Philo firefighters found the drain the fuel was coming from Monday night. On Tuesday, the EPA tried to find the source of the fuel. Emergency Responder Dan Bowen says they were looking for anything out of the ordinary, like signs of a spill or any odors of a spill.
But Bowen says he couldn't find any sign of something wrong. For now, they worked to contain the problem. They put oil absorbent booms in the waterways to stop some fo the diesel from passing. But the fuel is so thin, much of it just passed right through the booms.
Bowen says, "the booms are designed to only absorb petroleum products, however they have to be fairly thick. Like a free product material, as opposed to something that's diluted and thinned out."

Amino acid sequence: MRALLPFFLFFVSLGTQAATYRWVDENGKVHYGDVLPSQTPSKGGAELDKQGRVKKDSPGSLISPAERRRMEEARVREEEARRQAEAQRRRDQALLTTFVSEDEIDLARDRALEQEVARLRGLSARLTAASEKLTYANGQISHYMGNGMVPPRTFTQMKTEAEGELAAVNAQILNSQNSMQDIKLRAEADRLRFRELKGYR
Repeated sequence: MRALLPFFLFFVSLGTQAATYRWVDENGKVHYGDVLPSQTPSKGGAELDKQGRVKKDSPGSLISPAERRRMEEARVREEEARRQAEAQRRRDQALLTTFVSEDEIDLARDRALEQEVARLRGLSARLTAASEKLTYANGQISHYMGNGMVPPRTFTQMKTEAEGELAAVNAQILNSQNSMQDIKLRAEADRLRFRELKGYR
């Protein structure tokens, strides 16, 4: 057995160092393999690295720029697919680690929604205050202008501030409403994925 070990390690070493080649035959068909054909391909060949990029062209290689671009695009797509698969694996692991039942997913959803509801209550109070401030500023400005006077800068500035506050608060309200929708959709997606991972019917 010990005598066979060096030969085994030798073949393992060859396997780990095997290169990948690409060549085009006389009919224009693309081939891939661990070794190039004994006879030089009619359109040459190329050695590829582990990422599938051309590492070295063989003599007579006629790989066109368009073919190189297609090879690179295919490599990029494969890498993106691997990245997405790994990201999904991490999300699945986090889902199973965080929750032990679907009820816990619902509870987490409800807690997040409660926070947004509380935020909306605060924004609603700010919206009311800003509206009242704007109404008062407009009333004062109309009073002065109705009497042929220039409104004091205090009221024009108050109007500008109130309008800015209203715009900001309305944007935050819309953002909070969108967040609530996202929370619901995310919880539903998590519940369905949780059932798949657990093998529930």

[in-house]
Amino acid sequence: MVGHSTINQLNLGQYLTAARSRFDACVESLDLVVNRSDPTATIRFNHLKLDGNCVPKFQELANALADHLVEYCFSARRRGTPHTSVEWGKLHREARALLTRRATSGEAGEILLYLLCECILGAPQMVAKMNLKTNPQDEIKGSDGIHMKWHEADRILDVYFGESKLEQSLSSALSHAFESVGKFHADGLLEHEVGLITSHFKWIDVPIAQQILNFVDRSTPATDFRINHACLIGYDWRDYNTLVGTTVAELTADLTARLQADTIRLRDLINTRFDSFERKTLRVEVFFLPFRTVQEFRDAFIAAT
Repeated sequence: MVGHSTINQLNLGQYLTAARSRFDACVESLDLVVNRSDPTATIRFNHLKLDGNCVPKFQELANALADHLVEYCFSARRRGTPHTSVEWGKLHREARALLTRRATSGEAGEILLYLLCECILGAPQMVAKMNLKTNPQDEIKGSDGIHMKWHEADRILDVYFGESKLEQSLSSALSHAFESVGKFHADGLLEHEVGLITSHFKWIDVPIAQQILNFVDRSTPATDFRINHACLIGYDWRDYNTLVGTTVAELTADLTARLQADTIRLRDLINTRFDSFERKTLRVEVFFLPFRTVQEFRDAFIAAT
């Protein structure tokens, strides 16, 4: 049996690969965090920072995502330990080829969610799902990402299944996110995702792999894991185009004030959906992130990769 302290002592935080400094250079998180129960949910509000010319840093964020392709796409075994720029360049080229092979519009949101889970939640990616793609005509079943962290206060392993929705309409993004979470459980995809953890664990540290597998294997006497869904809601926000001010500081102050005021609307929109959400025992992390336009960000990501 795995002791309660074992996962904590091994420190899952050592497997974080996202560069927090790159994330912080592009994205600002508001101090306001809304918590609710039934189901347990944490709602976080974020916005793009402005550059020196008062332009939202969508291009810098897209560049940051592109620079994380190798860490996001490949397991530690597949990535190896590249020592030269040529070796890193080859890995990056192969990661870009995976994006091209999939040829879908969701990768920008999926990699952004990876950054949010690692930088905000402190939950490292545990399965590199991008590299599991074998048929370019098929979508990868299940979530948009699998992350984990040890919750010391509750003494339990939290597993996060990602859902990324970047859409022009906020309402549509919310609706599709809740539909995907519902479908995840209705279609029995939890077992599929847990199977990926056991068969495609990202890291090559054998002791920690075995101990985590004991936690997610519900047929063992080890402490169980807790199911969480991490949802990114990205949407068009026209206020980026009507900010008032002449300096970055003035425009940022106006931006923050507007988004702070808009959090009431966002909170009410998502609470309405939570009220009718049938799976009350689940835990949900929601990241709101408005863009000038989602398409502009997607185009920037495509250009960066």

EPA responders say people in the area shouldn't be worried about any health concerns or contamination to their water. They say it's a surface body of water, and most people get their water from groundwater, like local wells or public water supply.
But the EPA will continue to investigate and monitor the creek, until the fuel disappears.